OK, you all remember the hint I gave you in my apology for taking a day off due to an injured finger (seriously, doesn’t sound any less stupid the second time around), so this will be no surprise.  Maybe you all clicked the link and found yourselves staring at such a lovely book you spontaneously bought it.  You brought it home and loved it so much that your lives are enriched to such an extent that you’ve devoted your lives to the study of geometric forms and what combinations produce the finest robins.  Ultimately, you’ll discover that Lucie Félix (her site is awesome, so visit it!) already came up with it in Apples and Robins (originally Après l’été), which brings us right back to where we started: our book for today, which is an astoundingly simple and elegant exploration of geometry, life, and natural beauty.  It’s like if Wagner’s Ring Cycle were more, well, um, not to put too fine a point on it, but… enjoyable?  (Sorry, music-lovers, including my dad.  I greatly admire the Ring, but you’ve got to admit that it’s not all apples and robins.)

Apples and Robins

But what do I mean, and why, precisely, do I risk alienating all the Wagner fans out there?  Bear with me a moment and we’ll see if I can redeem myself at all.

First of all, let’s talk about how, once again, Chronicle Books has found a remarkable French book to bring to American eyes.  Keep doing this, Chronicle Books, and I will keep buying them.  They are so pretty.  They are so clever.  They are so smart.

Smart and clever are perhaps the first words to come to mind right after the “oooooh, pretty” infatuation abated.  (That’s a technical term right there.)  I snapped this book up in all of five seconds after I spotted the illustrations and flipped the first two or three pages.  It just spoke to me.  But I admit that I wasn’t sure it would speak to the Changeling, so it settled on a shelf for a little while, only read by me.  Then, this past weekend, I realized something which should have occurred to me before, but didn’t because I am apparently as dense as bad soda bread:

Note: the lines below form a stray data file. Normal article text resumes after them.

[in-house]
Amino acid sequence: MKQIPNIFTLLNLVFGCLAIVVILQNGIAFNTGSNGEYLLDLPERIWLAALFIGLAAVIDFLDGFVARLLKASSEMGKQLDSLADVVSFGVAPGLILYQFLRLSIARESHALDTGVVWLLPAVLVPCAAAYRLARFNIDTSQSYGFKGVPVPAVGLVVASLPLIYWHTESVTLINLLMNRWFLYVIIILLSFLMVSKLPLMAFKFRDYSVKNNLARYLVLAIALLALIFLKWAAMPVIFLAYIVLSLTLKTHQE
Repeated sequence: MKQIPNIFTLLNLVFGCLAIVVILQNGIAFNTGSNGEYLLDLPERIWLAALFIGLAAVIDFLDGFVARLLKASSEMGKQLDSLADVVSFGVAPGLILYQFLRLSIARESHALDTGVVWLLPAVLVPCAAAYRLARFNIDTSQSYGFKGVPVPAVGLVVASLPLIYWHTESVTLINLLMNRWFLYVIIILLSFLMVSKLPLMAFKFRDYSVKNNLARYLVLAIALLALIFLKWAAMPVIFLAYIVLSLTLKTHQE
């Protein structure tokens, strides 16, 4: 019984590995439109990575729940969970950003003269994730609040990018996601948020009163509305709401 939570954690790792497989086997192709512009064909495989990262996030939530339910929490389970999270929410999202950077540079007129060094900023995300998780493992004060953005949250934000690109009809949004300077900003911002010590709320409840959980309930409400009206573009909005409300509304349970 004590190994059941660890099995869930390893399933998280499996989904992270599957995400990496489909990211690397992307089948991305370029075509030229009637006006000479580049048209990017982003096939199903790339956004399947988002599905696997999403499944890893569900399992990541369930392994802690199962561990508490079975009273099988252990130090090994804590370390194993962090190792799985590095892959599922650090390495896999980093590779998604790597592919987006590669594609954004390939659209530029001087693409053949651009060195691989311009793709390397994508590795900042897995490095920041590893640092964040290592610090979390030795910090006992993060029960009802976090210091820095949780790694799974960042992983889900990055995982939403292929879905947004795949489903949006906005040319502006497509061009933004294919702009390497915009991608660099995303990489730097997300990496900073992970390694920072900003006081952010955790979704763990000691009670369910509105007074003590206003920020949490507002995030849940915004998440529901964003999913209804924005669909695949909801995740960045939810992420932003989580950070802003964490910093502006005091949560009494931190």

I don’t know if you’ve heard about this before, but, y’know, the Changeling loves birds.  So we read it, and she loved it.

“But, wait a second,” you ask.  “Why in the world weren’t you sure that your book-loving toddler wouldn’t go for this book?”  An excellent question.  First of all, I’m dense.  Second, this really is a very, very clever book.  It’s engineered in a visually stunning way: geometric shapes on the page, when the page is turned, become apples, or a ladder, or a flash of lightning.  Here, let me show you:


That should give you a basic impression of the book, but the Chronicle Books trailer can really show it off:

You see how it works?  Shapes which just seem abstract and geometric become, when the page is turned, a whole new world of storms and apples and birds.  As I said, it’s smart: it’s one of the smartest books I’ve seen this year, and, being rather dense, I thought it was too smart for my daughter.

Yeah, right.  Too smart for me, maybe, but not for her.  She loves watching the transformations, and, I think, even loves the story which quietly underlies the transformations.